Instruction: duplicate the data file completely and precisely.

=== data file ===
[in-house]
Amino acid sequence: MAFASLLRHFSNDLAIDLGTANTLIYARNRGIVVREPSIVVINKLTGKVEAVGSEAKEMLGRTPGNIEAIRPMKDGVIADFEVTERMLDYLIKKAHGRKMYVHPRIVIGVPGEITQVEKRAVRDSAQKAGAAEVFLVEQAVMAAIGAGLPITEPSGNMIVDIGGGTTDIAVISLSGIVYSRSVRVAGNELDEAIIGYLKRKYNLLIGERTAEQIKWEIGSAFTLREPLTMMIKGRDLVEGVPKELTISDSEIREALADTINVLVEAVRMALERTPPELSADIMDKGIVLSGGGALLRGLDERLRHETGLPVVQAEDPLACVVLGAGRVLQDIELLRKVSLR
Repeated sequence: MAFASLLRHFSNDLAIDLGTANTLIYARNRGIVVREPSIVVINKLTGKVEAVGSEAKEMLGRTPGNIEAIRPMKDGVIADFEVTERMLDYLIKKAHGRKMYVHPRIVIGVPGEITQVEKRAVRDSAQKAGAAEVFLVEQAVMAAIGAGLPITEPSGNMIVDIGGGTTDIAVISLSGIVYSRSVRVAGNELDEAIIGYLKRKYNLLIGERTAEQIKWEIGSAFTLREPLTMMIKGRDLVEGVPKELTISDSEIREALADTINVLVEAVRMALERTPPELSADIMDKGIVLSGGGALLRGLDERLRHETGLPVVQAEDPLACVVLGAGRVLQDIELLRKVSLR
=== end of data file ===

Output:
[in-house]
Amino acid sequence: MAFASLLRHFSNDLAIDLGTANTLIYARNRGIVVREPSIVVINKLTGKVEAVGSEAKEMLGRTPGNIEAIRPMKDGVIADFEVTERMLDYLIKKAHGRKMYVHPRIVIGVPGEITQVEKRAVRDSAQKAGAAEVFLVEQAVMAAIGAGLPITEPSGNMIVDIGGGTTDIAVISLSGIVYSRSVRVAGNELDEAIIGYLKRKYNLLIGERTAEQIKWEIGSAFTLREPLTMMIKGRDLVEGVPKELTISDSEIREALADTINVLVEAVRMALERTPPELSADIMDKGIVLSGGGALLRGLDERLRHETGLPVVQAEDPLACVVLGAGRVLQDIELLRKVSLR
Repeated sequence: MAFASLLRHFSNDLAIDLGTANTLIYARNRGIVVREPSIVVINKLTGKVEAVGSEAKEMLGRTPGNIEAIRPMKDGVIADFEVTERMLDYLIKKAHGRKMYVHPRIVIGVPGEITQVEKRAVRDSAQKAGAAEVFLVEQAVMAAIGAGLPITEPSGNMIVDIGGGTTDIAVISLSGIVYSRSVRVAGNELDEAIIGYLKRKYNLLIGERTAEQIKWEIGSAFTLREPLTMMIKGRDLVEGVPKELTISDSEIREALADTINVLVEAVRMALERTPPELSADIMDKGIVLSGGGALLRGLDERLRHETGLPVVQAEDPLACVVLGAGRVLQDIELLRKVSLR